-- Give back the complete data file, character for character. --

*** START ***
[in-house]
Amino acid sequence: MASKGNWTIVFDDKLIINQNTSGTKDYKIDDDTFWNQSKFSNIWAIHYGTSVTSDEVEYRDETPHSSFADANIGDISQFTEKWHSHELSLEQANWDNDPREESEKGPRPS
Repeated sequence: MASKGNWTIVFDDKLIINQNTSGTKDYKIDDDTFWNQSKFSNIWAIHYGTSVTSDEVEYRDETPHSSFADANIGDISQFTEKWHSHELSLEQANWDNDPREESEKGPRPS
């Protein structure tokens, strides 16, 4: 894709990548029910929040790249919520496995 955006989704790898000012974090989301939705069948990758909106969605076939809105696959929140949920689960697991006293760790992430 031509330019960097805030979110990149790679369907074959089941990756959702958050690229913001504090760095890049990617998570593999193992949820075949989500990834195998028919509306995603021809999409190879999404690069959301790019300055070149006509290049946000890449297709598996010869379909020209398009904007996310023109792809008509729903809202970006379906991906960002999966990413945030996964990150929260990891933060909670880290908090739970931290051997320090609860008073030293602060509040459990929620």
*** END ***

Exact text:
[in-house]
Amino acid sequence: MASKGNWTIVFDDKLIINQNTSGTKDYKIDDDTFWNQSKFSNIWAIHYGTSVTSDEVEYRDETPHSSFADANIGDISQFTEKWHSHELSLEQANWDNDPREESEKGPRPS
Repeated sequence: MASKGNWTIVFDDKLIINQNTSGTKDYKIDDDTFWNQSKFSNIWAIHYGTSVTSDEVEYRDETPHSSFADANIGDISQFTEKWHSHELSLEQANWDNDPREESEKGPRPS
């Protein structure tokens, strides 16, 4: 894709990548029910929040790249919520496995 955006989704790898000012974090989301939705069948990758909106969605076939809105696959929140949920689960697991006293760790992430 031509330019960097805030979110990149790679369907074959089941990756959702958050690229913001504090760095890049990617998570593999193992949820075949989500990834195998028919509306995603021809999409190879999404690069959301790019300055070149006509290049946000890449297709598996010869379909020209398009904007996310023109792809008509729903809202970006379906991906960002999966990413945030996964990150929260990891933060909670880290908090739970931290051997320090609860008073030293602060509040459990929620």